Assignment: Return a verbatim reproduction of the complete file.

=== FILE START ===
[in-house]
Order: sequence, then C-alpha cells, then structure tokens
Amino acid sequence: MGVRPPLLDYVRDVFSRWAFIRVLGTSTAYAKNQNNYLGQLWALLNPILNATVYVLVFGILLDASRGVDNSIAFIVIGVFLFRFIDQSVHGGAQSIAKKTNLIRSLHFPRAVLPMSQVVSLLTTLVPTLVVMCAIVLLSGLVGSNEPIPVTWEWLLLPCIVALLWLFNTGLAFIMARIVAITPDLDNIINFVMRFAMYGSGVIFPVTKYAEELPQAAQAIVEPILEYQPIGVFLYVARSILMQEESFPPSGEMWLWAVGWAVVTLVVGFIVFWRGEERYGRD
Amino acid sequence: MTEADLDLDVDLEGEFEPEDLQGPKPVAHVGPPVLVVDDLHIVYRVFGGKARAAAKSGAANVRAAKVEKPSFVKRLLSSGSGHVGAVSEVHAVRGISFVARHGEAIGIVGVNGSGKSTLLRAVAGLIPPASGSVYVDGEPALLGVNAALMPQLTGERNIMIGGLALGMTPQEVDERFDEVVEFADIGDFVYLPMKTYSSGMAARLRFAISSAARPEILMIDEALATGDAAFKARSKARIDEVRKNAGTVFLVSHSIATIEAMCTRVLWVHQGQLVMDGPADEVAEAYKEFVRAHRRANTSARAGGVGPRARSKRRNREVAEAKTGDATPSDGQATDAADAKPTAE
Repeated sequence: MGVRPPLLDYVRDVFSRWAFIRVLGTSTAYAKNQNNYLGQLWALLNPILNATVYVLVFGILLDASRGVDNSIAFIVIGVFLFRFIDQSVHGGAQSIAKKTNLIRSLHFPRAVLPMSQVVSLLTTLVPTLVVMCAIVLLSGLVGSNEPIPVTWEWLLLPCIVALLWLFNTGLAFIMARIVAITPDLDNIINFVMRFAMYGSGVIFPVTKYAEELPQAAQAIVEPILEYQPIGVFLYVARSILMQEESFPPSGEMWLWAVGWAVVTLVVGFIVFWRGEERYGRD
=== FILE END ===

[in-house]
Order: sequence, then C-alpha cells, then structure tokens
Amino acid sequence: MGVRPPLLDYVRDVFSRWAFIRVLGTSTAYAKNQNNYLGQLWALLNPILNATVYVLVFGILLDASRGVDNSIAFIVIGVFLFRFIDQSVHGGAQSIAKKTNLIRSLHFPRAVLPMSQVVSLLTTLVPTLVVMCAIVLLSGLVGSNEPIPVTWEWLLLPCIVALLWLFNTGLAFIMARIVAITPDLDNIINFVMRFAMYGSGVIFPVTKYAEELPQAAQAIVEPILEYQPIGVFLYVARSILMQEESFPPSGEMWLWAVGWAVVTLVVGFIVFWRGEERYGRD
Amino acid sequence: MTEADLDLDVDLEGEFEPEDLQGPKPVAHVGPPVLVVDDLHIVYRVFGGKARAAAKSGAANVRAAKVEKPSFVKRLLSSGSGHVGAVSEVHAVRGISFVARHGEAIGIVGVNGSGKSTLLRAVAGLIPPASGSVYVDGEPALLGVNAALMPQLTGERNIMIGGLALGMTPQEVDERFDEVVEFADIGDFVYLPMKTYSSGMAARLRFAISSAARPEILMIDEALATGDAAFKARSKARIDEVRKNAGTVFLVSHSIATIEAMCTRVLWVHQGQLVMDGPADEVAEAYKEFVRAHRRANTSARAGGVGPRARSKRRNREVAEAKTGDATPSDGQATDAADAKPTAE
Repeated sequence: MGVRPPLLDYVRDVFSRWAFIRVLGTSTAYAKNQNNYLGQLWALLNPILNATVYVLVFGILLDASRGVDNSIAFIVIGVFLFRFIDQSVHGGAQSIAKKTNLIRSLHFPRAVLPMSQVVSLLTTLVPTLVVMCAIVLLSGLVGSNEPIPVTWEWLLLPCIVALLWLFNTGLAFIMARIVAITPDLDNIINFVMRFAMYGSGVIFPVTKYAEELPQAAQAIVEPILEYQPIGVFLYVARSILMQEESFPPSGEMWLWAVGWAVVTLVVGFIVFWRGEERYGRD